eBaum's World features entertainment media such as videos, Flash cartoons and web games. In 1998, founder Eric Bauman launched a bulletin board service, where people could dial in for free text jokes. That same year, while a senior in high school, he launched his homepage, eBaum's World. He uploaded his audio files of Mrs. Barnes, along with other goofy, bizarre, and just plain dumb media he collected: videos of skateboarders impaling themselves, fat ladies impersonating roosters, a preacher whose pauses had been overdubbed with flatulence. The word spread and eBaum's World is now getting 1.2 million hits a day.

eBaum's World has garnered significant controversy in many Internet communities over the years due to numerous allegations of content being taken from other sites; such as YTMND, Something Awful, Albino Blacksheep, 4chan and Newgrounds; without attribution. Companies such as Viacom, 20th Century Fox, and Sega have all claimed that Eric and Neil Bauman have infringed on their copyrights as well. Eric Bauman denies critics' claims that the site's content is stolen, citing research done by site editors and the consent form that must accompany uploads of material. He claims to honor all requests to remove unauthorized material, but this is contested by some content creators. In particular, web artist and animator Jonti Picking, was only able to have his animations removed at the beginning of 2006. Bauman has claimed that he formerly worked with Picking, though Picking has stated that this is false.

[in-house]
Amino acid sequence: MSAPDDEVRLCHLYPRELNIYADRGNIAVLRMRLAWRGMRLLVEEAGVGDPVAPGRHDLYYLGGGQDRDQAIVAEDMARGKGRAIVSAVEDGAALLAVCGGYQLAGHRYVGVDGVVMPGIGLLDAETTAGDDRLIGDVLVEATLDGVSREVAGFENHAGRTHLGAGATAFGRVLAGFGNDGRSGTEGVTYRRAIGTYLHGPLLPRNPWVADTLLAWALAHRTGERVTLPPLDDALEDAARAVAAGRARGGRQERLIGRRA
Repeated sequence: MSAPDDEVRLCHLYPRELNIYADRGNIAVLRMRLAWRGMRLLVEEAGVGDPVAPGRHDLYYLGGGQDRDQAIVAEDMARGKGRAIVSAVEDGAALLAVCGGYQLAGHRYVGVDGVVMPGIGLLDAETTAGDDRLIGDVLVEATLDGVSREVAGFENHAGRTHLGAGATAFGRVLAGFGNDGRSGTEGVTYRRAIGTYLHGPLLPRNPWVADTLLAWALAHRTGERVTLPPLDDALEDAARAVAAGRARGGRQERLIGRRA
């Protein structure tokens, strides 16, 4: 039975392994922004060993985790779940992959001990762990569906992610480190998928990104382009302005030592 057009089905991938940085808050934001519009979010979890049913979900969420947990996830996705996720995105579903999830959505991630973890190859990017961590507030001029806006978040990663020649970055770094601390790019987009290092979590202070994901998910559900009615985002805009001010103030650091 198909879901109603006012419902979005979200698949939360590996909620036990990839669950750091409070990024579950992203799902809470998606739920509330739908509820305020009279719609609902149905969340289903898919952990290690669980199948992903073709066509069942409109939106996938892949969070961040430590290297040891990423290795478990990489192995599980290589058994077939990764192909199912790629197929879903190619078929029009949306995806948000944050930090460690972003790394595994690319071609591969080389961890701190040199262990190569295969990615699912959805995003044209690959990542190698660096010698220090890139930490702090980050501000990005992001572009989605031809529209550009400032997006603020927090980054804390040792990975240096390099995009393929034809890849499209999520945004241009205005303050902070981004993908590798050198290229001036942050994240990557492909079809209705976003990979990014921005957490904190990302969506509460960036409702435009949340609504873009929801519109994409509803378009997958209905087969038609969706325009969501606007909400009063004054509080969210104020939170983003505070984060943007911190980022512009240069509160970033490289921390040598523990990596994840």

On January 24, 2006, USA Network made a deal with the Fox Television Studios to create a television program based on eBaum's World. Producers intend it to be a late-night companion special to air with World Wrestling Entertainment (WWE) Monday Night RAW featuring clips from the website as well as new and exclusive content including interviews with former and current eBaum's World subjects.